So at approximately 2 a.m. this morning, I encountered seven more reasons to despise foxes, and one very good reason to despise myself.
That was when I was jolted out of a dead sleep by the sound of a raid on one of my chick enclosures. Our window was open, so HH hollered at the fox, who bolted for the field. I about broke my neck stumbling down the stairs and out into the night air, barely dressed and barefooted. If I had managed to catch that fox, nothing would have pleased me more than to lay my bare heel into its skull. As it was, the only damage I managed was to somehow tear half my big toenail off in my haste, a painful fact I noticed much later when the adrenaline stopped pumping.
Standing there in the night air and scanning the yard for feathers, it hit me:
The chick runs had been left open. This was my fault.
I found a neatly stacked pile of three large chick corpses cooling outside one enclosure, and the dead body of one of the smaller chicks inside the other run, about a pound’s worth of feathers from Big Momma, and one crying chick remaining, darting about, terrified. Big Momma reappeared, much to my relief, and her little white chick has been safely returned to her side.
Fearing all was lost, I was surprised to hear the tentative chirping of my last remaining six-week old chick. Pingu crept out from under my car, probably spared only because it is solid black and hid more easily. I can only assume the evil fox made off with the other three larger chicks, since they were long gone.
Feeling helpless, a bit tearful but determined, I returned to the house to put on my robe and wellies, grabbed a flashlight and went about the business of disposing of the four feathered bodies, their dead weight surprisingly heavy under their damp feathers. All the while, I mentally kicked myself again and again. Open doors. Easy pickings… Why had I not closed them up? I put the rabbits away… I check on the chickens… how had I forgot to latch their doors?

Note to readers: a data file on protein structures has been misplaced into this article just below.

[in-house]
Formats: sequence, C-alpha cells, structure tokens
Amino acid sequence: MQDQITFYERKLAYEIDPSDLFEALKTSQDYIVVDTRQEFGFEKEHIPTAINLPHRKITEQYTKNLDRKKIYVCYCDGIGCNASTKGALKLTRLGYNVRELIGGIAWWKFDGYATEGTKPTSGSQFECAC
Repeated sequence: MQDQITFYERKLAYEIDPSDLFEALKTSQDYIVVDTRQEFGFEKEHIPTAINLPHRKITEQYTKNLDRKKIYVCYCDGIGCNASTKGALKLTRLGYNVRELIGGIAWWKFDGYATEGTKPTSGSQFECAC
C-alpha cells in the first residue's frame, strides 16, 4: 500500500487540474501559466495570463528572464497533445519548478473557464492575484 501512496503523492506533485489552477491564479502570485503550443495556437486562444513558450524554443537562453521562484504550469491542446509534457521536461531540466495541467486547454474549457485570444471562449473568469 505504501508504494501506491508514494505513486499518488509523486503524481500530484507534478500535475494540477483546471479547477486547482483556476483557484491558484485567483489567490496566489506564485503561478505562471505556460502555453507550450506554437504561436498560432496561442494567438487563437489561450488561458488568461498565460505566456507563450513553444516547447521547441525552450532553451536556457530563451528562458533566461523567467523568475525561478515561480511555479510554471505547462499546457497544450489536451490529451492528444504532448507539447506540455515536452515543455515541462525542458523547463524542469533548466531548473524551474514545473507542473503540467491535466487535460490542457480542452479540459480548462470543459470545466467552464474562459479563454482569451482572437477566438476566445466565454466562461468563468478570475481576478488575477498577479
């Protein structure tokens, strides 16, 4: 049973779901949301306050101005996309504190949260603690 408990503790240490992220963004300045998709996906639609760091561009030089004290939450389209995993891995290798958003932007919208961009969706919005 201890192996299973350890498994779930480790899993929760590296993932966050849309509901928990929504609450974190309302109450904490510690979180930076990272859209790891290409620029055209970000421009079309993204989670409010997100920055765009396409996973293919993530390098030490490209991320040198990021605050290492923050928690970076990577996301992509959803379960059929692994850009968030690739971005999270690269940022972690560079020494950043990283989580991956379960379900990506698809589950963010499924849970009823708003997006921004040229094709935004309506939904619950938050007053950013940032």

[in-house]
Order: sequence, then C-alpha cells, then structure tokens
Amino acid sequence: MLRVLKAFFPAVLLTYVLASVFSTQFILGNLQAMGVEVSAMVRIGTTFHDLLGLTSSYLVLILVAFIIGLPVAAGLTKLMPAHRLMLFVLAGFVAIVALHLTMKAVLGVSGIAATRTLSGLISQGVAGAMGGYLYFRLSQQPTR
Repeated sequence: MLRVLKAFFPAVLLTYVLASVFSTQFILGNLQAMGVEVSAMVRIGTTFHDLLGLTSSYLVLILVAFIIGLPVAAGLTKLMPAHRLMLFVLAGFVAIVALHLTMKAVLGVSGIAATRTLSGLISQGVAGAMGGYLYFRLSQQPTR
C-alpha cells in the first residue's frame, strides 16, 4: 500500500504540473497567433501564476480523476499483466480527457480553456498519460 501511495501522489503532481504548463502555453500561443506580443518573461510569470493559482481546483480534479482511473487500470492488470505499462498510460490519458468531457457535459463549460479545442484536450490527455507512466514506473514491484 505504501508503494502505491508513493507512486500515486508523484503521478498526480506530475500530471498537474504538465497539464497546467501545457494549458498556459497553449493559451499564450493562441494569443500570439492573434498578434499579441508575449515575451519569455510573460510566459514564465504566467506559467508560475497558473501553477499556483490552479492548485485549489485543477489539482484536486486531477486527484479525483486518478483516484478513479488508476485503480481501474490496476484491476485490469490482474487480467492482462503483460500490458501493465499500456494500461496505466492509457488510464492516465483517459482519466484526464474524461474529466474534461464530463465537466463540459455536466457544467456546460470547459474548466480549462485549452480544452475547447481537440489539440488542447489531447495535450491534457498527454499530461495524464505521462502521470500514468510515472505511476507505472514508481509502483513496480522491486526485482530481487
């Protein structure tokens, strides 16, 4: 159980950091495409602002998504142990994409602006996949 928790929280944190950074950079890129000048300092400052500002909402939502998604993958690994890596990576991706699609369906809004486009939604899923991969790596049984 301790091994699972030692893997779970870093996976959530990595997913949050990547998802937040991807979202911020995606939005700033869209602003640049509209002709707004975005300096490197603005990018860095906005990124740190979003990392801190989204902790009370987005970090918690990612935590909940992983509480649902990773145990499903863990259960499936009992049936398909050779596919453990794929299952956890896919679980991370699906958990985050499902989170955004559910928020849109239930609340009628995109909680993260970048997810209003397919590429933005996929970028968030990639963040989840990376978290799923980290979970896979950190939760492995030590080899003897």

Pingu was naturally skittish and would not be caught, so I returned to my bed for about an hour and lay awake staring at the ceiling. Of course, the fox returned, and I was alerted by Pingu’s screams. Fortunately, this time I was successful and managed to chase off the fox again and to recapture a terrified Pingu. I cuddled his soft, black and vaguely smelly feathers up under my chin and chirped apologies into his ear until he settled down and his heart stopped racing. Poor little thing… his whole family – gone. I installed him temporarily in Fort Knox, otherwise known as the outdoor rabbit run, where he remained safely until morning.
Our property is literally teaming with wild rabbits and pheasants. We practically trip over them. Still, seven sleeping chicks and an open door are easy pickings for the sly fox. He managed to kill six of them without us ever hearing a sound through our open bedroom window. I am gutted, yes, but guilty. Blame the fox as I may, he was only doing what foxes do. As a keeper of livestock, I am responsible for their safety, and I have let them down.
I can console myself by saying “these things happen,” and gain perspective on remembering they are only chickens. I eat chicken all the time, don’t I?
Still. It still doesn’t make this bitter pill any easier to swallow.
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